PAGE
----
Some cities have the best of everything: the jobs, the schools, the museums, the nightlife, you name it. They know the recipe for attractiveness. But other cities like Detroit are still mired in recession. Chances of their economies turning upward are slim. And their most productive citizens — an economy’s best chance of recovery — are compelled to search for greener pastures.
In 2014, the U.S. recorded its lowest population gain since the Great Depression. Growth stood at .73 percent, largely in contrast with the 5 percent of the 1990s, a period of prosperity. Demographer William H. Frey of the Brookings Institution attributed the decline to the economic downturn. Not only did the crisis deter job-seeking migrants from flocking to the U.S., but it also discouraged couples from having children. Meanwhile, population numbers shifted across states, creating short- and long-term effects on local economies.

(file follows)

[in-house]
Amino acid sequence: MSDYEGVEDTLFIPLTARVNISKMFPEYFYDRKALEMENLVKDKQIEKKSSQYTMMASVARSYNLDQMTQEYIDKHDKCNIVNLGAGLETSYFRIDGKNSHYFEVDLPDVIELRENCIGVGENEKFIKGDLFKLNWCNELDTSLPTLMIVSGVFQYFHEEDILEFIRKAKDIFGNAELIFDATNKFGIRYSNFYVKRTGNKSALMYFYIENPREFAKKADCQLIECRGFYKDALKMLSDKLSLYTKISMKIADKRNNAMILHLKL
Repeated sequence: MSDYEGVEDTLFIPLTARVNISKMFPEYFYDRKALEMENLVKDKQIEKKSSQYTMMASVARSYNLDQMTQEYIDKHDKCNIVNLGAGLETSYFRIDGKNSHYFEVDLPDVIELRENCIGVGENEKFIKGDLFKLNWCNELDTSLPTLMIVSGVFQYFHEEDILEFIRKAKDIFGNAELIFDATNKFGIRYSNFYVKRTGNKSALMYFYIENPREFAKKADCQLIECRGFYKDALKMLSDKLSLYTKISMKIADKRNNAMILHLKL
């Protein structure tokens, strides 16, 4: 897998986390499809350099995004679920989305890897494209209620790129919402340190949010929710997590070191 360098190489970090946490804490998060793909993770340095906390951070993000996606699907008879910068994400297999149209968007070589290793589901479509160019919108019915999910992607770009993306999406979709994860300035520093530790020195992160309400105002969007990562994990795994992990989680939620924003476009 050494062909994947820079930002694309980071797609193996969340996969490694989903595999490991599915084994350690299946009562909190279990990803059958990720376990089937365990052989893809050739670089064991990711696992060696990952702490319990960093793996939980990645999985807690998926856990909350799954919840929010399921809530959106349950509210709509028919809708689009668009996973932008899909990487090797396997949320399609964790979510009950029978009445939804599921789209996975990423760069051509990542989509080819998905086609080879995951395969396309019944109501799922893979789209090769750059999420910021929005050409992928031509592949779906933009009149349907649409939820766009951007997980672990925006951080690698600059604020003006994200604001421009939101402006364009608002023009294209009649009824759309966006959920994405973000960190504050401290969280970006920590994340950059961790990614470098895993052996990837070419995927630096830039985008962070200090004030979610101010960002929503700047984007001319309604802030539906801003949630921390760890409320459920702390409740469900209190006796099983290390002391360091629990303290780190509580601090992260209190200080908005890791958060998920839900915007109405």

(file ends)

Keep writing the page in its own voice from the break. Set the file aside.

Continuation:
In order to identify the cities that have expanded most rapidly in socioeconomic terms between 2008 and 2014, WalletHub compared 515 U.S. cities of varying sizes across 10 key metrics, ranging from population growth to unemployment rate decrease. The results of our study, as well as additional insight from experts and a detailed methodology, can be found below.